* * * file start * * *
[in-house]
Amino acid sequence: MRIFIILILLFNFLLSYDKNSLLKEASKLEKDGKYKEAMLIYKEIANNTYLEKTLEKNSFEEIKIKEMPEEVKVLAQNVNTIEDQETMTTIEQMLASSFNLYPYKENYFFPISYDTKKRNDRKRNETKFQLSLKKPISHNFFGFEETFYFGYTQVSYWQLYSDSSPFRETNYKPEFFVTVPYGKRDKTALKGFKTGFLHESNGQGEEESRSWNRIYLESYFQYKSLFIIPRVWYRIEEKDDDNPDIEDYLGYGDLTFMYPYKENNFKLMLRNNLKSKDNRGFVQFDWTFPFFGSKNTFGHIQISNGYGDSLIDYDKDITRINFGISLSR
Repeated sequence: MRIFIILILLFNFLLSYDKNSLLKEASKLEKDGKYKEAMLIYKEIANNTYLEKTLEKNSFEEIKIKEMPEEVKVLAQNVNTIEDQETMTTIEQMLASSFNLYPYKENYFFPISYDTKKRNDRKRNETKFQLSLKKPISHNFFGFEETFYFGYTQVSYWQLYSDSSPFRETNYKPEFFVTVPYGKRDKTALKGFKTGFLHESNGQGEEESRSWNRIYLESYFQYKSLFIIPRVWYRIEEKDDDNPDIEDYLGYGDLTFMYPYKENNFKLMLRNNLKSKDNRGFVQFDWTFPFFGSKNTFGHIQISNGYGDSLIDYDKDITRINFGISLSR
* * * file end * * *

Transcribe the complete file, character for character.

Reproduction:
[in-house]
Amino acid sequence: MRIFIILILLFNFLLSYDKNSLLKEASKLEKDGKYKEAMLIYKEIANNTYLEKTLEKNSFEEIKIKEMPEEVKVLAQNVNTIEDQETMTTIEQMLASSFNLYPYKENYFFPISYDTKKRNDRKRNETKFQLSLKKPISHNFFGFEETFYFGYTQVSYWQLYSDSSPFRETNYKPEFFVTVPYGKRDKTALKGFKTGFLHESNGQGEEESRSWNRIYLESYFQYKSLFIIPRVWYRIEEKDDDNPDIEDYLGYGDLTFMYPYKENNFKLMLRNNLKSKDNRGFVQFDWTFPFFGSKNTFGHIQISNGYGDSLIDYDKDITRINFGISLSR
Repeated sequence: MRIFIILILLFNFLLSYDKNSLLKEASKLEKDGKYKEAMLIYKEIANNTYLEKTLEKNSFEEIKIKEMPEEVKVLAQNVNTIEDQETMTTIEQMLASSFNLYPYKENYFFPISYDTKKRNDRKRNETKFQLSLKKPISHNFFGFEETFYFGYTQVSYWQLYSDSSPFRETNYKPEFFVTVPYGKRDKTALKGFKTGFLHESNGQGEEESRSWNRIYLESYFQYKSLFIIPRVWYRIEEKDDDNPDIEDYLGYGDLTFMYPYKENNFKLMLRNNLKSKDNRGFVQFDWTFPFFGSKNTFGHIQISNGYGDSLIDYDKDITRINFGISLSR